Mapping crime becomes a powerful tool for police departments
November 14, 2015
PEORIA — Every call — a vehicle rear-ended, an apartment burglarized, a deadly shooting — ends up in the office of Doug Ward.
Ward, administrative operations manager at the Peoria Police Department, is tasked with distilling the huge amount of data collected with every police dispatch and report into a comprehensive view of police and criminal activity, where the former police officer works as part statistician, part weather man.
“If you tried to have your weather map with one rain drop, it really wouldn’t show much. It would be a dot, and that would be the same in crime mapping,” Ward said. “You’d see that one dot of that one incident, but when you get a cluster of raindrops, it becomes a storm.
For the Peoria Police Department, that means funneling all reports and statistics into Ward’s office for analysis, where he sorts them into databases and plots them on maps. His goal is to take the massive amounts of data, and craft easy-to-understand snapshots of criminal and police activity.
“It’s like a doctor reading an MRI or something. Once I see the picture — ‘Oh, there it is,’ ” Ward said.
Since the Peoria Police Department and Peoria County Sheriff’s Office launched the CrimeView system in 2009 — Bartonville police also use the database — Ward has used the technology to analyze data sets ranging from thousands of calls for dispatch to a few gun crimes to provide officers an added tool to pinpoint hotbeds for crime, and sometimes, individual suspects.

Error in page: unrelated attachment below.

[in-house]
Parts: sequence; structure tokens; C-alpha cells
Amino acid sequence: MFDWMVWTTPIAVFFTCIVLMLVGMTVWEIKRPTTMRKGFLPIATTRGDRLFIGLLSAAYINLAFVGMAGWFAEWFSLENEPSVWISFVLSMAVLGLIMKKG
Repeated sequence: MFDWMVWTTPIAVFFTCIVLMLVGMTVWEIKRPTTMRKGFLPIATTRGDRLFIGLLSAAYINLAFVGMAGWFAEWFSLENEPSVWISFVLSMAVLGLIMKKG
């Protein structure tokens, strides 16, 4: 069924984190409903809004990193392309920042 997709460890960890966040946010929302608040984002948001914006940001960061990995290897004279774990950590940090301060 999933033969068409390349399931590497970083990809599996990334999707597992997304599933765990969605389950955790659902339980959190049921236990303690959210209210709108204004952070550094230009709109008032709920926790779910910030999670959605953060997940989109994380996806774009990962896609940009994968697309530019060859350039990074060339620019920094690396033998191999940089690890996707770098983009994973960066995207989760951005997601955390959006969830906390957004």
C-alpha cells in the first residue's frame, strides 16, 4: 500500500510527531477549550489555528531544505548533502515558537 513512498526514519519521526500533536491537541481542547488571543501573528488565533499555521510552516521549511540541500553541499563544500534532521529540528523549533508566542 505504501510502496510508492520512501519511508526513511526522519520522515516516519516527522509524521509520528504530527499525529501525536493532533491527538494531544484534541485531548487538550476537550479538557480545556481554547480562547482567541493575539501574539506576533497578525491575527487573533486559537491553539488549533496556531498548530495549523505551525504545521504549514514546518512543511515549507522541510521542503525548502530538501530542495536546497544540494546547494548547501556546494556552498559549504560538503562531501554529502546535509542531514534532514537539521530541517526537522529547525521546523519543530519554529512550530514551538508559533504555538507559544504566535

When investigating a string of car burglaries, for instance, police know that suspects tend to stay close to home or work and develop a routine. They also know such criminals tend to continue until they’re caught.
“They’re almost like footprints. You can see the pattern of where they’re going and sometimes you can anticipate where they’re going next,” Peoria police Chief Jerry Mitchell said. “They can be used to help us catch somebody or prevent something else from happening.”
By tracking that information, police can try to nab a suspect, and by sharing it with the public through CrimeView, they can warn potential victims to lock up and look out.
“People think of police as arresting the bad guy, but we do a lot of other things to prevent violence,” Ward said.
Prior to 2009, police had to work harder to identify trends in crime, and when they identified them to get that information out to the public.
Ward points back to two high-profile Peoria serial criminals in the 2000s — killer Larry Bright and rapist Monterius Hinkle — as cautionary tales of how technology might have helped police and the public.
During Bright’s killing spree targeting prostitutes, the bodies of his eight victims were found in three different law enforcement jurisdictions, launching separate investigations.
Police in Peoria, Peoria County and Tazewell County went to the Tri-County Regional Planning Commission for regional maps to plot the crime scenes, and began to make greater headway in the search for the serial killer.
Bright was arrested in 2005 after a 15-month spree, Ward said, but if they’d had a collaborative data-sharing system like they do today, the pattern may have been detected earlier.
“If we had crime mapping, we might have helped the community a lot faster than we did,” Ward said. “That’s why it was a slam dunk for our agency and the sheriff to say let’s take this grant and, instead of going our separate ways, combine our efforts.”
In the case of Hinkle’s attacks, police were most concerned about how to get information to the public so residents, and the parents of young girls he seemed to prefer, could be alert.
Short of holding a news conference after every attack, the department struggled with ways to provide the relevant information directly to the neighborhood.
Hinkle was suspected in up to five sexual assaults but eventually pleaded guilty to charges in three cases; he sits in prison with earliest possible parole in 2068.
Law enforcement agencies could now see the benefits to keeping and sharing information, with each other and with the public, so in 2007 the City of Peoria and Peoria County together applied for the Justice Administration Grant that would fund most of the start-up cost of the crime mapping system.